While the top court said the JCC’s recommendations on compensation would not be binding on governments, they would publicly have to explain the reasoning for rejecting the recommendations. 

In 2017, B.C.s Attorney General moved a resolution to reject the JCC’s compensation proposal of an 11.5 per cent increases in judges’ salaries over three years. The JCC’s 2016 report had noted that B.C. provincial court judges ranked 11th among Canada’s provinces and territories, eighth if the territories were not included. 

The commission’s salary recommendations would have put the province’s provincial court judges in fourth place, “which is appropriate given British Columbia’s financial position, economic conditions, population size and budget.” 

Over a three-year period between April 1, 2017, and April 1, 2019, the salary for puisne judges, based on the JCC recommendations, would have risen to $281,251 from $273,000, while the Chief Justice would receive 112 per cent of that figure, and associate Chief Justices 108 per cent.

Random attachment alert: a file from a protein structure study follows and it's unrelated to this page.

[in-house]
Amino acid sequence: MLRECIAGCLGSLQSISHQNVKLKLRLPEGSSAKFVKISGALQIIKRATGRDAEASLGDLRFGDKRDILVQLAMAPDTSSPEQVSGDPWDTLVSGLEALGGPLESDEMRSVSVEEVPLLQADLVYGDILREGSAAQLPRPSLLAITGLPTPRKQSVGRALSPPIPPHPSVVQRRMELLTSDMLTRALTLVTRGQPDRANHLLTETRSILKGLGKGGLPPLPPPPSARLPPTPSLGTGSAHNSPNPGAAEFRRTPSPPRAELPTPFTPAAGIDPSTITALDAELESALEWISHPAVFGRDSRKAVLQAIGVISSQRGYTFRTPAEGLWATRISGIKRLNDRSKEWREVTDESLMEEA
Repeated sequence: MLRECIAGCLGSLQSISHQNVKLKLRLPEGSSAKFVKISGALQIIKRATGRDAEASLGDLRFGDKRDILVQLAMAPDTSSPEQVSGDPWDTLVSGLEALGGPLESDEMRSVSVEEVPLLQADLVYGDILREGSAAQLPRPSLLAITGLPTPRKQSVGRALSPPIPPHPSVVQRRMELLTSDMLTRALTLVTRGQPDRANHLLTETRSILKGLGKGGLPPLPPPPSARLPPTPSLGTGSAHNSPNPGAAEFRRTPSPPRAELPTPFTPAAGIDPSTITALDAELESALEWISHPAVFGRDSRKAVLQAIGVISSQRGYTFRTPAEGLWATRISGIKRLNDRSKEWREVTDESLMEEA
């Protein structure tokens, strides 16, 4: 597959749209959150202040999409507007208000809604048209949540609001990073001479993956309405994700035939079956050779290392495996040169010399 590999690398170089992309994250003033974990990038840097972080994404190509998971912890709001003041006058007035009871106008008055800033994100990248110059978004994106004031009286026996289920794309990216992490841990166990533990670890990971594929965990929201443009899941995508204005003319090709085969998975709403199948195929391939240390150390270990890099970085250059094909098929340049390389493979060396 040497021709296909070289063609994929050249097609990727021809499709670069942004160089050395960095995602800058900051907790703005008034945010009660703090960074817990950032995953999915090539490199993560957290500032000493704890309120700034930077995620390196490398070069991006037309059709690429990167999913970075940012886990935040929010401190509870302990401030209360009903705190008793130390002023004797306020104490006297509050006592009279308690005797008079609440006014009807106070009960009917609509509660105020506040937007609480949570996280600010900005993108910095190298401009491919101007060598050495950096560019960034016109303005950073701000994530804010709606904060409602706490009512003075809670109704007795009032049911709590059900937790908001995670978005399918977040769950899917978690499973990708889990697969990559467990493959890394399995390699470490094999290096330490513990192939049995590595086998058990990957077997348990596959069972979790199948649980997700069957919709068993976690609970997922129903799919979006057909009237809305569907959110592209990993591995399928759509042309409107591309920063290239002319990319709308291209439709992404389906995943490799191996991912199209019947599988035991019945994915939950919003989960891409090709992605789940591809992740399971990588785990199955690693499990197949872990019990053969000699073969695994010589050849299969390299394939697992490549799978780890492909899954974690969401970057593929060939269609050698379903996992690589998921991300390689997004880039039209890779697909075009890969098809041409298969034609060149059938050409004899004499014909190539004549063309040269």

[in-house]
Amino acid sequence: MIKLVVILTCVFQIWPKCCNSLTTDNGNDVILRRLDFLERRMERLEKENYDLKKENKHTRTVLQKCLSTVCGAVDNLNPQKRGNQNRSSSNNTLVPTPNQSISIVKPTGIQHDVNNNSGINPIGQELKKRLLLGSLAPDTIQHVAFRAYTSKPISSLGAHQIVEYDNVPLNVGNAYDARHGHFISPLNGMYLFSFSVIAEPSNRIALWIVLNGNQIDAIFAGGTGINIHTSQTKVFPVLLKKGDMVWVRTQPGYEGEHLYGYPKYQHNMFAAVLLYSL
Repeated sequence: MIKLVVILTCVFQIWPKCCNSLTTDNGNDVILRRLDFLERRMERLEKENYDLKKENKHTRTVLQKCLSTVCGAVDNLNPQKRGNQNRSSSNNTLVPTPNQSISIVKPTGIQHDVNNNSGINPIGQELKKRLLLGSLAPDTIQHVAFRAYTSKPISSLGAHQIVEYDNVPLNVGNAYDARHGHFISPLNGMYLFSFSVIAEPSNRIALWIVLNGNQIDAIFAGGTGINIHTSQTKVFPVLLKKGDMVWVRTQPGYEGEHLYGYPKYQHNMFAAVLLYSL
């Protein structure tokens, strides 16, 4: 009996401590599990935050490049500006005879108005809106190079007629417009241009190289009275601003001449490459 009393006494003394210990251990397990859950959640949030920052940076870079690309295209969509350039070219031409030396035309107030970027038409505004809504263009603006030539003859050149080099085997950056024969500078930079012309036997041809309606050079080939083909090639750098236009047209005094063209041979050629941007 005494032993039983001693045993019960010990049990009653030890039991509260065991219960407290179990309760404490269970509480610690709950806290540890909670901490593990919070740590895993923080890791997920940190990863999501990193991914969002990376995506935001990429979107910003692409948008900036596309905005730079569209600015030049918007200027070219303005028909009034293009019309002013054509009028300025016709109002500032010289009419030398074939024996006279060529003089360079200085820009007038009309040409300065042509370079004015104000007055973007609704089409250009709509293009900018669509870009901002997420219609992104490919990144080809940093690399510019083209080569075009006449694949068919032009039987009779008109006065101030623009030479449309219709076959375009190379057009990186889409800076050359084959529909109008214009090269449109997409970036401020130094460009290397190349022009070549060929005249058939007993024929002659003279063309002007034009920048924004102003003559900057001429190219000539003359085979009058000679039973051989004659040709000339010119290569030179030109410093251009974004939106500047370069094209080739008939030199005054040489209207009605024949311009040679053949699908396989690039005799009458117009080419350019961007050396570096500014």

However, the B.C. Legislative Assembly rejected the JCC’s recommendations and reduced the increase to 7.02 per cent ($262,000 on April 1, 2017 climbing to $270,000 on April 1, 2019 for puisne judges) with the government arguing that other government employees would be getting increases of only 1.5 to 2 per cent, on average, and in some cases, no increase.

The government estimated the fiscal impact of the JCC’s salary recommendations would be $12.9 million, while the substituted salaries would have had an impact of $7.15 million. The government also argued that it was not politicizing judicial compensation by substituting its own salary figures and that such decisions made by the government are only political in the broadest definition of how public funds are allocated.